Actively anticipating the unintended consequences on air quality of future public policies (ANTICIPATE)

Lead Research Organisation: University of Birmingham
Department Name: Institute of Applied Health Research


UK public policies have significant environmental, economic, social and political consequences over both near and distant time horizons, with potential impacts for years to come. Policy decisions are therefore required to be resilient to a wide range of future scenarios, necessitating an integrated approach to policy appraisal beyond the confines of single Departments, and across all tiers of national and local Government. ANTICIPATE will address this need, contributing to more robust and resilient policy making through improved awareness of the positive and negative consequences outwith the core areas of intended impact.

Poor air quality is considered by the UK Government to be "the largest environmental risk to public health in the UK". As well as human health, air pollution also has wider implications for the natural environment and for the economy. The draft Clean Air Strategy outlines ambitions for tackling this public health challenge by reducing UK air pollution, improving the environment and achieving economic growth. In recognition of the multiple interrelated sectors and transboundary relationships, its strategic goals are explicitly aligned for co-delivery with three core Government strategies: UK Industrial Strategy, Clean Growth Strategy, and 25 Year Environment Plan.

ANTICIPATE will enable an in-depth and systems based analysis of four policies selected from these headline Government Strategies, as well as a key health strategy, the NHS Long Term Plan. A horizon scanning exercise, followed by scoping discussions with policy makers, will be used to identify suitable policies, that is, those that are at an early stage in development and that are likely to have implications for air quality. We will aim to include a broad range of policies, from those with clear links to air quality to those whose impact is less obvious, and include both nationally and locally focused ones. For each of the selected policies, workshops will be organised with participation from policy analysts, stakeholders, and air quality researchers to explore the policy proposals and their potential impacts on air quality, either perverse or beneficial or both, with an emphasis on identifying implications that had previously been unremarked or under emphasised. The workshops will also identify synergies and conflicts with other policies with implications for air quality.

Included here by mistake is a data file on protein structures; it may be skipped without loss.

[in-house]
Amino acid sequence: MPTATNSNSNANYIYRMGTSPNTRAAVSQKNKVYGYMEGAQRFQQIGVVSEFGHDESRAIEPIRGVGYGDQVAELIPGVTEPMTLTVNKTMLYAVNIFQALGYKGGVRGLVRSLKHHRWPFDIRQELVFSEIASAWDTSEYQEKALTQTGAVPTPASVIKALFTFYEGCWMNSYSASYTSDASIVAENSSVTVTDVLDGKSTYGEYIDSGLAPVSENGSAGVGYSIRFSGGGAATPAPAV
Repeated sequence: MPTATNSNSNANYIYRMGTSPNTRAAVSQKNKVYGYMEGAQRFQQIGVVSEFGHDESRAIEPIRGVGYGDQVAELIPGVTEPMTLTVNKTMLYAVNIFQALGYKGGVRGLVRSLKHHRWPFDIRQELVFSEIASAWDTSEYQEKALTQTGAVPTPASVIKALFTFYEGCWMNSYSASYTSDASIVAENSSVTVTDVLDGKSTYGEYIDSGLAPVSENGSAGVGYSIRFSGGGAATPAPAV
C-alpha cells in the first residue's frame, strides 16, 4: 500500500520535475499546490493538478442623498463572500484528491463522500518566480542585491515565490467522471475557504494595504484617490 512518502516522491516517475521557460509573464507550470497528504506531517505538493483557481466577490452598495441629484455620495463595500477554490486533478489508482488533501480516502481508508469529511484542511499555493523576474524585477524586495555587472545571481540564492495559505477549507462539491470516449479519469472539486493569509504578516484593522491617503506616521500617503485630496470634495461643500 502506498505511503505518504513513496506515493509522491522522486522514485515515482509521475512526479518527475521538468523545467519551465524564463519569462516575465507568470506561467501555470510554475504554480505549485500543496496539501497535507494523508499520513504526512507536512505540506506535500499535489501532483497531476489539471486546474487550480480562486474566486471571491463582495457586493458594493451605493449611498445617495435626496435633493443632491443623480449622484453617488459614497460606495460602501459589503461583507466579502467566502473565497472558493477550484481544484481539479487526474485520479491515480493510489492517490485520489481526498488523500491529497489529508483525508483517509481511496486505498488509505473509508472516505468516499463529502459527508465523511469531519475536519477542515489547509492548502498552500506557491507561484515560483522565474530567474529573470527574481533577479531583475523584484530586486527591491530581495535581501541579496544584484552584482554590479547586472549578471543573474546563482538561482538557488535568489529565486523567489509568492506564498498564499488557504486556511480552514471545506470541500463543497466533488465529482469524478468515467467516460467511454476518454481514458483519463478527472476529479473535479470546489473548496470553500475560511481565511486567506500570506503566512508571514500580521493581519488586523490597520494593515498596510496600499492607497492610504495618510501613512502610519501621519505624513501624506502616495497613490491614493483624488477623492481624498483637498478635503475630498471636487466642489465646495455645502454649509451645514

Through these workshops, ANTICIPATE will investigate novel applications of social science tools and techniques to enable rethinking and improvement of prospective policy ideas at the appraisal stage. The process will build a diverse, interdisciplinary network of stakeholders to apply a wide range of perspectives and expertise to the policies, probing implementation, possible outcomes, and the potential mitigation of adverse impacts and realisation of beneficial outcomes. The workshops may reveal issues and evidence gaps which will be shared with other researchers engaged in the Clean Air Programme and more widely to enable the academic research community to respond. A set of briefing papers focused on the conclusions from each individual policy exploration will be proactively disseminated to stakeholders from across the UK policy and research landscape.

Throughout the project, activities will be monitored and evaluated, enabling improvement of the process on subsequent iterations as well as feeding into the production of guidance on applying an effective policy exploration process. At the end of the project a Manual will be produced providing guidance on appropriate use of methods for assessing the implications of future policy, bridging the gap between academic research and policy formulation. This will be available in multiple formats to ensure it is accessible to a range of potential beneficiaries ranging from other academics to local and national decision makers.